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Nanoparticle

Using Magnetic Nanoparticles to Clean Water

The oil industry has a complicated relationship with water. Huge oil spills have caused major environmental damage, and fracking has been shown to contaminate drinking water supplies. Part of the problem is the technology, which can only remove 95 percent of oil from water. The other five percent remains as tiny droplets that are time-consuming and costly to extract. Recently, a team from the University of Texas at Austin took a step towards solving that issue.

In a recent study published in the Journal of Nanoparticle Research, researchers developed a technique that uses magnetic nanoparticles to remove oil from water. Lead author Saebom Ko, a Department of Petroleum and Geosystems Engineering research associate, explained, “This new technique is really aimed at removing that little bit of oil in that water that needs to be removed before you can consider it treated.”

This technique, known as high gradient magnetic separation, has been previously used in the food and mining industries, but this one of the first applications in the oil industry. First, they designed a surface coating for the nanoparticles. The coating was made up of positively charged polymers, which attracted the negatively charged oil particles through the electrostatic force. After the nanoparticles have attracted the oil droplets, the mixture is removed from the water using a magnet.

The success of the technique has led researchers to look beyond than the oil industry. They hope that nanoparticles can be used to clean oil spills and even filter contaminants like lead from drinking water. Geosystems Engineering professor Hugh Daigle is optimistic about the flexibility of this technology. “The applications can extend far beyond the oil field because, with an appropriate surface coating design, you can take your magnetic core and coat it with whatever chemical you choose on the outside to stick to the target and pull it out with a magnet,” he said.

The team plans to test using nanoparticles to treat drinking water this summer. They’ll also work to industrialize the process to handle large volumes of water and oil. Finally, they plan to refine techniques to recycle and reuse dirty nanoparticles. This study was just the first step in crafting a technology with the potential to revolutionize the way water is treated around the globe.

 

Scientists to Combat Oil Spills with Magnetic Nanoparticles

Scientists from the Austin-based University of Texas recently unveiled a new weapon in the fight against oil spills. The cutting-edge technology, which saw coverage in a number of tech news resources, is also purported to have potential use in purifying lead from contaminated drinking water which, if true, would go a long way towards solving potable water shortages in developing nations across the globe.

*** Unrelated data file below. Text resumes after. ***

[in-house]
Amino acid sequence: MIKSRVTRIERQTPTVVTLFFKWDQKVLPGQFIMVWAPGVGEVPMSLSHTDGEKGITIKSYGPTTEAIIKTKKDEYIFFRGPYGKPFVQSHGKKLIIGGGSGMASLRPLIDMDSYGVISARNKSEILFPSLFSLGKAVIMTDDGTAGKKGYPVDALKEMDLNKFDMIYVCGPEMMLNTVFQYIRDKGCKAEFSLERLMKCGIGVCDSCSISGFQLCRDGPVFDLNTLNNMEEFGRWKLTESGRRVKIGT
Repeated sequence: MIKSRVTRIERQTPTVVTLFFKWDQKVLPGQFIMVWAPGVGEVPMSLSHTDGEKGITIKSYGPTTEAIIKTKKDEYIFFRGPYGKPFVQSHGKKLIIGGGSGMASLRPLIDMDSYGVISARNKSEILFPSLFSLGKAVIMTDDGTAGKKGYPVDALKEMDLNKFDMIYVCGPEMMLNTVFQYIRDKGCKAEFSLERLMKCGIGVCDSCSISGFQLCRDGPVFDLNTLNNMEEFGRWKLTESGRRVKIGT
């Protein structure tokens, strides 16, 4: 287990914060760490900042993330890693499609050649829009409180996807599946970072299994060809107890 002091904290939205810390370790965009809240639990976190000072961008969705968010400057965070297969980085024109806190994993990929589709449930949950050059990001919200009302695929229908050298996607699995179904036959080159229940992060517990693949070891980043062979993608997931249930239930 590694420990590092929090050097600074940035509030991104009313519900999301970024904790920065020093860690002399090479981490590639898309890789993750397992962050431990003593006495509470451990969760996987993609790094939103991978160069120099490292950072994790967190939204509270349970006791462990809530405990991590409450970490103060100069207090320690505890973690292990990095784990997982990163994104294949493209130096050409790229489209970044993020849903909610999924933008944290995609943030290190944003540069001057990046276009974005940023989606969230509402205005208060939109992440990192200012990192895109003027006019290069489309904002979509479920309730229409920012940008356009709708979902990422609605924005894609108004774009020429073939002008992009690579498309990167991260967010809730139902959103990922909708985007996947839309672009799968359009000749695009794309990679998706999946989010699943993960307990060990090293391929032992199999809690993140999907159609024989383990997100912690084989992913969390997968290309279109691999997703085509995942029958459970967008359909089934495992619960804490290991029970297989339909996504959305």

Oil spills have long posed a serious danger to the environment. They have the potential to devastate the habitats of aquatic species. The spills also impact air quality, as chemical compounds within the oil oxidize and enter the atmosphere. Even current cleanup procedures pose risks; apparently, the ships used to facilitate the clean-up release further damaging particles into the environment. Furthermore, current methods, namely skimming and centrifuging, are only able to remove about 95 percent of oil from contaminated water. However, the new tech hopes to bring this number closer to 100.

 

The experimental process works by coating nanoparticles with a positively charged polymer. Negatively-charged oil particles are naturally drawn toward the synthetic, lab-grown nanoparticles, and the pairs they form are subsequently removed from the water using a powerful magnet. The process is much faster than current methods, with particle attraction occurring within minutes of their introduction into the water.

 

While further testing is necessary before employing the method on a larger scale, so far the results have been promising. The nanoparticles have been proven to safely remove salt and polymer contaminants from water, and tests with oil-contaminated samples show a removal rate of about 99 percent. This, according to a study in the Journal of Nanoparticle Research, puts the remaining oil well below the detectable limit.

 

Scientists are still experimenting with the best way to implement the fledgling technology. So far, they’ve devised a wand coated in the nanoparticles, and are working on a system that uses a tube and filter. They are also working on making the particles reusable, which would qualify them as a more environmentally friendly solution than skimming or centrifuging. While large-scale implementation may be a long way off, controlled studies of the nanoparticles are promising, and will only improve as scientists continue to experiment.